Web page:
The menu was being handed out in Church by Barb Vyse to the St. Michael's team. Jambalaya, Seafood Chowder, Ham and Scalloped Potatoes, Tuna Casserole, Turkey Pilaf. The menu and recipes, and the crew roster had been prepared by Barb.

It all looked so good, and all of it for the homeless, hungry people who would gather under the Gateway Skytrain Station in Surrey to receive what would be their only meal for the day.

Handing out food for the homeless.(Jessie Ellis photos)

No-one can know what real hunger is like, unless they've experienced it. The smell of food tears at the vacuum of your stomach and compels you to fill the void immediately. It is an overwhelming, desperate need.

A man approached while the food was being set out, and in a strained voice he asked, "Can I please have a piece of bread?”

"You'll have to get into the line-up, Sir," the helper told him.

"Could I please just have a piece of bread?" he persisted.

"Sorry, Sir, you'll have to get in the line-up.”

"I haven't eaten for three days." The urgency made his voice shrill. "Could I please have a piece of bread?”

"No. If I let you go first, everyone else will want to go first.”

"Could I please have a piece of bread?”

A hand gave him some bread. He took it, trying hard not to grab.

The Night Shift is a cooperation of several churches of different denominations whose members provide a nourishing, hot meal every night of the year, and necessary personal items, with care and connection for homeless people in Surrey.

As St. Michael's Zelda Frost said, "On Wednesday nights the Anglicans cook at the Mennonite kitchen, and the Baptists dish it out that evening.”

There are 19 to 20 people on the St. Michael's Night Shift crew. Each Wednesday, Barb Vyse or Elmer Clarke or both lead about five of them to the kitchen at the Mennonite Church to prepare the meal. Barb or Elmer do the cooking, while the others chop the veggies, open cans, and do all the other preparation. The warehouse was recently donated by a benefactor to store all donated items. Right now it's still almost empty, so there is a shortage of items needed to make the meals, and the organisers are appealing for tins of soup - cream of chicken, mushroom, and tomato - and tins of corn, kidney beans, and baked beans, and tomato sauce.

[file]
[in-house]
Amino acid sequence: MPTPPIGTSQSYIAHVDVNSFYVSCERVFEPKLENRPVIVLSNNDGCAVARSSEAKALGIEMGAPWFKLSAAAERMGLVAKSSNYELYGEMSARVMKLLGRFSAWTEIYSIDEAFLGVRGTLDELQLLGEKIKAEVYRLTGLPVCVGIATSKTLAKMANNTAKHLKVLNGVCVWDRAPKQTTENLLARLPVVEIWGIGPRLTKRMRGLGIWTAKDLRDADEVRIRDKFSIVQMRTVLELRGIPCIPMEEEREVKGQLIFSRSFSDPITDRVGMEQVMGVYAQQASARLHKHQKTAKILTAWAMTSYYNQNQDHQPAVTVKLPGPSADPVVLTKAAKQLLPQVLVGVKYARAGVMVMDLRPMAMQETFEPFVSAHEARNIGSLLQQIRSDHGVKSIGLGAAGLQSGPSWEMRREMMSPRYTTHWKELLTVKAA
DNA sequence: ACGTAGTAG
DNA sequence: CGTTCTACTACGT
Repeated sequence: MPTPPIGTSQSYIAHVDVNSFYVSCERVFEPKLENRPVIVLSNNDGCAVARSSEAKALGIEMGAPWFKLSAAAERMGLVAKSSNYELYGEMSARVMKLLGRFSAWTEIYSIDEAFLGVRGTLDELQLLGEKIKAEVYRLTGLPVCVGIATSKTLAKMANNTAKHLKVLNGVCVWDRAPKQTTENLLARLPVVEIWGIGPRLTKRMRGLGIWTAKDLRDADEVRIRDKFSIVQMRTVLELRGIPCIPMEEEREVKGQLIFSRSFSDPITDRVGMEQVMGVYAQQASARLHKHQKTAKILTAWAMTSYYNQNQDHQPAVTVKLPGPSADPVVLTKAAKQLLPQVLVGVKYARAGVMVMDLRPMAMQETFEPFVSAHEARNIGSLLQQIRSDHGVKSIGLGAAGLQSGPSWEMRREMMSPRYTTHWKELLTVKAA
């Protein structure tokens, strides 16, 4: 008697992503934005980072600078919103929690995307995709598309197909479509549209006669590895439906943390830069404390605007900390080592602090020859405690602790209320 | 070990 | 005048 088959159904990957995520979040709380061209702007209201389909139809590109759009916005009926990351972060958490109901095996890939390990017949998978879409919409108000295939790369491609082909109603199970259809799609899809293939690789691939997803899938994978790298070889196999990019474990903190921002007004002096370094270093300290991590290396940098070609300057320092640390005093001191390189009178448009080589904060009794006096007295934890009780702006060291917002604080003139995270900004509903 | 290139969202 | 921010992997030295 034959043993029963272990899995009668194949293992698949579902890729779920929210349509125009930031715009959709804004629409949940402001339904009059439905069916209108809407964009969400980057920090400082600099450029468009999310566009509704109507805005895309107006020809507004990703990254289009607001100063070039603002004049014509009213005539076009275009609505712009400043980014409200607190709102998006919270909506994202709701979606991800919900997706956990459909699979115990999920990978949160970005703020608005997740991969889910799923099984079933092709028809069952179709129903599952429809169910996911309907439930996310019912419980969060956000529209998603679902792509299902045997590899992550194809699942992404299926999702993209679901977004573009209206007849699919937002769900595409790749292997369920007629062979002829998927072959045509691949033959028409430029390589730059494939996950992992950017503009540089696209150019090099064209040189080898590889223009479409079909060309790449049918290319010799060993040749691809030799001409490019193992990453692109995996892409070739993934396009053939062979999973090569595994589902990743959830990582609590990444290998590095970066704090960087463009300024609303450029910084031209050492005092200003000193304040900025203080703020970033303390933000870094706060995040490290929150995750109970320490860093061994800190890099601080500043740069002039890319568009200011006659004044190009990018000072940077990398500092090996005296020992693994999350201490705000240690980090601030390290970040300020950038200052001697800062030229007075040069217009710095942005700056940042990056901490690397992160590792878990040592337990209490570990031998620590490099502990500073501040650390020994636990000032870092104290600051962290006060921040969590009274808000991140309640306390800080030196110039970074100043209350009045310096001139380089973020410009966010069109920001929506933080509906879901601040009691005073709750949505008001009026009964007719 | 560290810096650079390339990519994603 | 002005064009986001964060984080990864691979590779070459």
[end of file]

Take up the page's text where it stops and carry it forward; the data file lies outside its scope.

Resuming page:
Three huge pots are filled with the day's menu item, steam rises, and enough food is cooked to feed approximately 150 people.

The food is picked up by a cube van which has a trailer attached fitted out as a mobile kitchen, and by 7 pm it is parked under the Gateway Skytrain Station in Surrey.

A lot of the hungry diners are regulars. There are also a fair number who are just passing through. Some are already lined up when the van and trailer pull in.

Waiting for the truck and kitchen to open under the Gateway Skytrain station.

Once the line is moving, and people are receiving the hot meal in disposable containers, helpers in the mobile kitchen set to work making peanut butter and jam sandwiches so that everyone gets a sandwich in a bag to carry them over the next twenty-four hours. If there is some food over, the "first-timers" can return for another serving.

The Street Ministry begins its work when clothing and personal items are given out, then the ministry of love is offered to those who come. The truck is packed with necessities of daily living, and people come forward and ask for what they need.

Warm clothing is always wanted, and socks, socks, socks. Blankets are always desperately needed and are a lifesaver in the colder months. Then there's underwear, baseball caps, soap, toothbrushes, small toothpastes, hand lotion, suntan lotion, and other personal hygiene items - all are urgently needed. Sometimes sample packs of creams, or shampoo are popped in with essentials.

Ideally, cast-off back-packs and duffle bags suitable for carrying the personal items are donated, but there are never enough of these.

Zelda Frost from St. Michael's is always happy to rush out and buy some more things when a donation of cash is received. She'll get the best bargain possible. Zelda really cares for the people she helps. She comforts and encourages them and tries to help them find a way back to the life they really want.

"Sometimes," she says, "I lose them, and that is so difficult for me to accept.”

Anyone who wants to donate, or help in any way, please phone St. Michael's Church, 604 591-8323. This story first appeared in the St. Michael's Messenger.

Waiting for the truck and kitchen to open under the Gateway Skytrain station. Jessie Ellis photo